in North Carolina, where they remained a few years. Mr. Clark being  a
     soldier in the Revolutionary  War.  He  died  in  1850,  in  Christian
     County,  Ky.,  whither  he  had  immigrated  several  years  previous.
     Nathaniel was married in that county, and had  five  children  -  four
     sons and one daughter: Alonzo, Franklin,  Jonathan,  Phine  (deceased)
     and Polly A. Alonzo and Franklin both died in  the  Confederate  army.
     Mr. and Mrs. Clark landed in Mississippi County on March 12, 1832, and
     located in the southern part of Tywappity Township, where  he  entered
     about 400 acres of government land. He died in 1839. Mrs.  Clark  died
     on July  29,  1866.  She  was  a  consistent  member  of  the  Baptist

Alfred L. Hall

Alfred L. Hall  was  born  in
     Virginia in 1841, and is the youngest of eight children born to Andrew
     and Permelia Hall, natives of  Tennessee  and  Virginia  respectively.
     Andrew Hall went to Virginia in his youthful days, and  was  afterward
     married there. After the birth of all his children he, with his family
     removed to Illinois, the subject of this sketch  being  then  but  two
     years of age. They located in Massac County, which  was  the  parents'
     home until their deaths. Alfred L. is the only surviving member of the
     family. He came to Scott County Mo., where he resided until 1864, when
     he removed to Mississippi County and located on his  present  farm  in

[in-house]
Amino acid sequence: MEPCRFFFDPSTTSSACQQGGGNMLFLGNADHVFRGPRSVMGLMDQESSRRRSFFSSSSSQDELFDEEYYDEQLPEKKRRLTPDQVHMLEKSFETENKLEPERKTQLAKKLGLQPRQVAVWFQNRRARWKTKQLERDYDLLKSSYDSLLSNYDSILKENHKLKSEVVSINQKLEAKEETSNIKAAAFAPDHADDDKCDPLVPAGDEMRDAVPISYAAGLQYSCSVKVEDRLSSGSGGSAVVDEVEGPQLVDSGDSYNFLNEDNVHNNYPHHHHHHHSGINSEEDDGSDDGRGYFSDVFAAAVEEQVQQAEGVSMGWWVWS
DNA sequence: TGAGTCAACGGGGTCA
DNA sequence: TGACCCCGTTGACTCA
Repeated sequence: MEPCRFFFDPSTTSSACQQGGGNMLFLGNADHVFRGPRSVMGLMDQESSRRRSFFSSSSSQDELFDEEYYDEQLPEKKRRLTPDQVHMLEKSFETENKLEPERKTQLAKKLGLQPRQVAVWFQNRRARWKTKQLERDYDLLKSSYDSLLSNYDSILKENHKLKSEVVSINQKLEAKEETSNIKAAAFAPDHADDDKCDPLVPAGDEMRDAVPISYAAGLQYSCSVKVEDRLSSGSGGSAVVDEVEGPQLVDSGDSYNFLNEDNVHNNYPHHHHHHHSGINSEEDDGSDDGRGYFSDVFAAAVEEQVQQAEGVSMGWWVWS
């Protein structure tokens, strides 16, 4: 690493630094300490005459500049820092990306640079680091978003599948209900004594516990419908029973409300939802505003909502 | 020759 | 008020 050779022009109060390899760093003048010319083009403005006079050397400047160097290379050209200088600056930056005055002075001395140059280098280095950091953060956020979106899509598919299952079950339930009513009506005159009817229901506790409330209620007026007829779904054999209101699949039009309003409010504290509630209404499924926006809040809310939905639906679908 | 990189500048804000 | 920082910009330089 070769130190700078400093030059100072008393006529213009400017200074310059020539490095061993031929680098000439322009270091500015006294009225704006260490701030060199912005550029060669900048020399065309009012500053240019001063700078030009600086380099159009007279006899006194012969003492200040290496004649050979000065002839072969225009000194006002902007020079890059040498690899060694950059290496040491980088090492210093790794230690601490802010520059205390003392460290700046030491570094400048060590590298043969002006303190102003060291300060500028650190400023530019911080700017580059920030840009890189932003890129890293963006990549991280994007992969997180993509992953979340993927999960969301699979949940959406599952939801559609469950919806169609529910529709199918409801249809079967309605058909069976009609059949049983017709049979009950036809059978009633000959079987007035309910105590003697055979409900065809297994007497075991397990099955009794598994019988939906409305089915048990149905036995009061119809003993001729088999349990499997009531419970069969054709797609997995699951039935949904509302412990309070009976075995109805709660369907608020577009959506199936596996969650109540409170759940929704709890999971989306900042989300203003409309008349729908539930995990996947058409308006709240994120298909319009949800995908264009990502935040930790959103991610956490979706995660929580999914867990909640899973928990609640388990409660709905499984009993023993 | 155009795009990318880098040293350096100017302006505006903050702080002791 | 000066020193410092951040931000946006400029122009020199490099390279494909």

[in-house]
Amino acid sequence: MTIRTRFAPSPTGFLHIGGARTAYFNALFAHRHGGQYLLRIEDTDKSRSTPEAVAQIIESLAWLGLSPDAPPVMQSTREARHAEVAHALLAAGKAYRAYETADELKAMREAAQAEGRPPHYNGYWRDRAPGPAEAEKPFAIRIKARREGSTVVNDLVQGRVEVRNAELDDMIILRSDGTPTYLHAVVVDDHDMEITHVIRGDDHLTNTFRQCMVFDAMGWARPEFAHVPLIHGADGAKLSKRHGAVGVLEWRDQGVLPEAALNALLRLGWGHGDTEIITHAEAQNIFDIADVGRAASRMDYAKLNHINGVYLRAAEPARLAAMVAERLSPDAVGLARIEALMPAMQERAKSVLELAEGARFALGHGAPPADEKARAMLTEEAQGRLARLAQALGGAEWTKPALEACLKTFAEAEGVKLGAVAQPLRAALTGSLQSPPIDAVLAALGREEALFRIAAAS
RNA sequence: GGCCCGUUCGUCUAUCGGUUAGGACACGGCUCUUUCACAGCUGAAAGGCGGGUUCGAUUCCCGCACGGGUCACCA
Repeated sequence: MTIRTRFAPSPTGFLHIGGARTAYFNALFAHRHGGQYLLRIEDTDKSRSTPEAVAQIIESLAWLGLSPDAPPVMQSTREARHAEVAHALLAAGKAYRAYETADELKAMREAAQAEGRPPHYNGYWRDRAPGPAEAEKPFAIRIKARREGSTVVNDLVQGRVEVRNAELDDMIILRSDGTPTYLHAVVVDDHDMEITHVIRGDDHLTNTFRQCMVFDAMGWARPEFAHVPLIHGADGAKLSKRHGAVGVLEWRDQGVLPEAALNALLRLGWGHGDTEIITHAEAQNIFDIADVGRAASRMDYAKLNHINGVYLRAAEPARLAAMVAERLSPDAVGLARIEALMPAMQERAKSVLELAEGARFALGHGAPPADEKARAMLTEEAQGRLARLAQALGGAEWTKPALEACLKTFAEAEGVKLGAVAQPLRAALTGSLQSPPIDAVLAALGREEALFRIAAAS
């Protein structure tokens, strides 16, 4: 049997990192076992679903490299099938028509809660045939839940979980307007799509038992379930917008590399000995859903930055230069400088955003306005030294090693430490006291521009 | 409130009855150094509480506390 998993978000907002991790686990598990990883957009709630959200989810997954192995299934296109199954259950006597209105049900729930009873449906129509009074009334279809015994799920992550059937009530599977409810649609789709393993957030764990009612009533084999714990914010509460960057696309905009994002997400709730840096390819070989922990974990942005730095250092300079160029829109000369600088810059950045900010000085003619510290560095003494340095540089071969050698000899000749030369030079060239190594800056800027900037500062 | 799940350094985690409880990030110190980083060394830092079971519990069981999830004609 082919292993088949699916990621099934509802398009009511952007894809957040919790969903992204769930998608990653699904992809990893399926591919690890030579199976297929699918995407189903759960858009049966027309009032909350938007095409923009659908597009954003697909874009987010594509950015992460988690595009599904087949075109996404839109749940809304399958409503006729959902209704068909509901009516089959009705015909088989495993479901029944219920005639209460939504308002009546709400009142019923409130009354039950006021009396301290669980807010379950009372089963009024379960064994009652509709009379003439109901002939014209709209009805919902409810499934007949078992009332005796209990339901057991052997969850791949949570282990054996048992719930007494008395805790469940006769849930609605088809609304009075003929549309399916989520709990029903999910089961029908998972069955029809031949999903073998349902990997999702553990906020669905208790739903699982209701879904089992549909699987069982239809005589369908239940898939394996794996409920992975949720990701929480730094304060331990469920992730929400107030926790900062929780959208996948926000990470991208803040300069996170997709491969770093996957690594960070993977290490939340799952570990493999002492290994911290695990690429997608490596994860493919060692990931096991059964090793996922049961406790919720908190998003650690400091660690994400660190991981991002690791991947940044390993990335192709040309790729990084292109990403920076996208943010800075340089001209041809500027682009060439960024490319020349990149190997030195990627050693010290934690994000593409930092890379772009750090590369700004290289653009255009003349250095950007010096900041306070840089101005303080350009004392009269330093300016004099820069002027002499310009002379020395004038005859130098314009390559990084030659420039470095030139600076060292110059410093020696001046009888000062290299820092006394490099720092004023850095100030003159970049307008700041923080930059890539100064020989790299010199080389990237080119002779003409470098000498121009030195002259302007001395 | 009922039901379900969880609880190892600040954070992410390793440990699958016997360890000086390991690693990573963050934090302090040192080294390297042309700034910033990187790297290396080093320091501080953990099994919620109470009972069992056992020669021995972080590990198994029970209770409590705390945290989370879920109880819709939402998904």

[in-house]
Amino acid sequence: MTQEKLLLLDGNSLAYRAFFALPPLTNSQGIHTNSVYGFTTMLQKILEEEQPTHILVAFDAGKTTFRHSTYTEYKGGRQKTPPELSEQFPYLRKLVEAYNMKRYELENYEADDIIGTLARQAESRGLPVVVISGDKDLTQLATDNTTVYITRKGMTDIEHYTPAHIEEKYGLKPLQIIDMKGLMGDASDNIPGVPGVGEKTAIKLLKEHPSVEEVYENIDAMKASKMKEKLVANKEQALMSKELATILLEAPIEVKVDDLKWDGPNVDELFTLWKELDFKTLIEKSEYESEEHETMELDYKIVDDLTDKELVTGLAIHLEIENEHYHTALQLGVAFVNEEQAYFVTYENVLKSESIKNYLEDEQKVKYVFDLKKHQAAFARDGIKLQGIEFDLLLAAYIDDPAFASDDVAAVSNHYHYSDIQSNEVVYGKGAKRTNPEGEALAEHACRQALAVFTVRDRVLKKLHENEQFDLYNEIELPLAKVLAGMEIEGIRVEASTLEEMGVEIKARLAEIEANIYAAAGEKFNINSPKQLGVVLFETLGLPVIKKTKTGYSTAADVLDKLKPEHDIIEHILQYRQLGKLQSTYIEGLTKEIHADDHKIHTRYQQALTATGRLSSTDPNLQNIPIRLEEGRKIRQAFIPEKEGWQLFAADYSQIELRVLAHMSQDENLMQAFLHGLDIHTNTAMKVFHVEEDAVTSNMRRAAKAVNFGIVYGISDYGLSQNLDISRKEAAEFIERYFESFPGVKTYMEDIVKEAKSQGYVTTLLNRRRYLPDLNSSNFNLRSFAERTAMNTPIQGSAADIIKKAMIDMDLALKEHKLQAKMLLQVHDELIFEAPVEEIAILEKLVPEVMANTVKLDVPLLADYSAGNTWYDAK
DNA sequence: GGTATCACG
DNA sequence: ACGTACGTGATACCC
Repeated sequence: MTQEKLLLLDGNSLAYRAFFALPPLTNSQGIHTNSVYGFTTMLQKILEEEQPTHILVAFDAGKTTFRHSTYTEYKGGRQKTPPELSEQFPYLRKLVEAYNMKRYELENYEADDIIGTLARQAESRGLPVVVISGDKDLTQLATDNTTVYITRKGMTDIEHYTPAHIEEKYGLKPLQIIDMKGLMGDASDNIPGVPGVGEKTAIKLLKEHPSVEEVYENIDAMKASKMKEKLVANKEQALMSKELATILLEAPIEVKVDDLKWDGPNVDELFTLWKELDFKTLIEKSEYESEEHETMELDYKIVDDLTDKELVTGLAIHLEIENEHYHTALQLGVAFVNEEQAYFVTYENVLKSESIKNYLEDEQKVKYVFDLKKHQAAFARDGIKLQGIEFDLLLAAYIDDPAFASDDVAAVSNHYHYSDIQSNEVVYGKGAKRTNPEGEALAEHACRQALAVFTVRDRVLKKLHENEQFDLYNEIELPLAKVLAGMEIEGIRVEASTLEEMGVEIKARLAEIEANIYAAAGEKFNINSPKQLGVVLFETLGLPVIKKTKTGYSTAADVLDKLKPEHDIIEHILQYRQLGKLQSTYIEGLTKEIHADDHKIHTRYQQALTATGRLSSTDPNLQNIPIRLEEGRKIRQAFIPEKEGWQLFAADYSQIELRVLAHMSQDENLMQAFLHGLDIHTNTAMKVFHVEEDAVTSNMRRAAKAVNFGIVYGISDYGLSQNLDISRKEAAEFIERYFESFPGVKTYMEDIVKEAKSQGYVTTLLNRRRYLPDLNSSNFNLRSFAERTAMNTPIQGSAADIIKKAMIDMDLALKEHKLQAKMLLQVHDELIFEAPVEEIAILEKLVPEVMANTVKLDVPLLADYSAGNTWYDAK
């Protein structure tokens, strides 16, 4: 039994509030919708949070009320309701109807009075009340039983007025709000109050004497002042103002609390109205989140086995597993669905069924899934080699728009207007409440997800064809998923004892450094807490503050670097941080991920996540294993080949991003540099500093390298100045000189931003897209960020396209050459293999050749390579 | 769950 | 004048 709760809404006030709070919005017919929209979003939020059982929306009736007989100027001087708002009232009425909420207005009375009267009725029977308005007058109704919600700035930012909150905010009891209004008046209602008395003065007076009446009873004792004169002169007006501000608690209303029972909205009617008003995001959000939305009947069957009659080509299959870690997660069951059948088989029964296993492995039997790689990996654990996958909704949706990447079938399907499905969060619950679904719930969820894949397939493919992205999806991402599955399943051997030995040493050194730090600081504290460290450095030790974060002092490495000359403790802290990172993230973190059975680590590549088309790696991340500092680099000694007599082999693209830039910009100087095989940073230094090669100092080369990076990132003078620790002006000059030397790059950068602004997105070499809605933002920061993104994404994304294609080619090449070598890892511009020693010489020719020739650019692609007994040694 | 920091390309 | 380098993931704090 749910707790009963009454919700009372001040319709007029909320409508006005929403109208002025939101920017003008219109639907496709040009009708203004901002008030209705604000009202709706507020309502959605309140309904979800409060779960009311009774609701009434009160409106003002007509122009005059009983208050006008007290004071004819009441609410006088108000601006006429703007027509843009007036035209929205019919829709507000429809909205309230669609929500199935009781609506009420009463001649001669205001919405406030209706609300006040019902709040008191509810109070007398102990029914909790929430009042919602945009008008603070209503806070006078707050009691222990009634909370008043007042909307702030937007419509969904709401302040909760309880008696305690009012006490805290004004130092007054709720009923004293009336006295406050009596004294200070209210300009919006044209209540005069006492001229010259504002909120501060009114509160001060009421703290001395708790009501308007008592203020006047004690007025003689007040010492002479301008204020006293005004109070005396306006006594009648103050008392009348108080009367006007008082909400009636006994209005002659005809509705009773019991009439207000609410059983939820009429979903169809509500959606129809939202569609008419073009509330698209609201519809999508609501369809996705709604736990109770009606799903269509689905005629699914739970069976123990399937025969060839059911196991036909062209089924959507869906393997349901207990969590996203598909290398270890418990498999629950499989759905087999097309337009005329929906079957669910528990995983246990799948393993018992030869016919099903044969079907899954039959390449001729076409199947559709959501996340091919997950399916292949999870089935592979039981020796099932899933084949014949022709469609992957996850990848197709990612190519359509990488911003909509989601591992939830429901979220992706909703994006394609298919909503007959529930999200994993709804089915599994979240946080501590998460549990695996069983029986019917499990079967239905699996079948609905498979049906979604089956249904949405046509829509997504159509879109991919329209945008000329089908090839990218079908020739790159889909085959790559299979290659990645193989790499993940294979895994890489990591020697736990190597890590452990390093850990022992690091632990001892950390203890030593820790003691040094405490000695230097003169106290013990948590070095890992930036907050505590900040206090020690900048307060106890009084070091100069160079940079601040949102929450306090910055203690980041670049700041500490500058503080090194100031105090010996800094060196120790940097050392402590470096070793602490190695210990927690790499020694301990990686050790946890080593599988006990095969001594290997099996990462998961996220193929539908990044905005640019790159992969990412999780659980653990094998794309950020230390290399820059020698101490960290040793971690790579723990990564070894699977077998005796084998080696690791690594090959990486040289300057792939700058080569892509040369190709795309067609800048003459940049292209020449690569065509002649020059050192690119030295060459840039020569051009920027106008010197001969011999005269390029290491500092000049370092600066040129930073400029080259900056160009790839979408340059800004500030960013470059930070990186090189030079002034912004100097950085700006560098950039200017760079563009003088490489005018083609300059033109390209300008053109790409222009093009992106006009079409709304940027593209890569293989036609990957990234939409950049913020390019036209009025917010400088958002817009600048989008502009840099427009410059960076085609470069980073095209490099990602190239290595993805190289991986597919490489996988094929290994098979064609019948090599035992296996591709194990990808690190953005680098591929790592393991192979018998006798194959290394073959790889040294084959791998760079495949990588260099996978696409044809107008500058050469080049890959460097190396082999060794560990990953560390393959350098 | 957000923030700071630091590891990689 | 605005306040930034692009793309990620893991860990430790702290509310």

James Bayou Township. In1865 he married Harriet Waters,  a  native  of
     Scott County, Mo. She died in 1870, leaving three  children:  Hannibal
     C., Calvin M. and Alfred W. (twins). She was  also  a  mother  of  one
     child that died in infancy. Mr. Hall afterward married Sarah  Burgess,
     who was born in Pike County, Ohio, and is the  daughter  of  Nathaniel
     and Mary Burgess, natives of Virginia, who went  to  Ohio  with  their
     respective parents when young. They were married in Ohio,  and  became
     the parents of four children, Mrs. Hall being the only one living. Mr.
     and Mrs. Hall enjoyed the comforts  of  a  good  home,  and  have  six
     children: Alice, Elmer, John W., Nancy S., Ella E., Della F.  and  Guy
     I. Mr. Hall manifests considerable interest  in  educational  matters,
     and has served as president of the school  board  for  fifteen  years.
     Mrs.   Hall   is    a    member    of    the    Methodist    Episcopal

James W. Harper

James W. Harper, a successful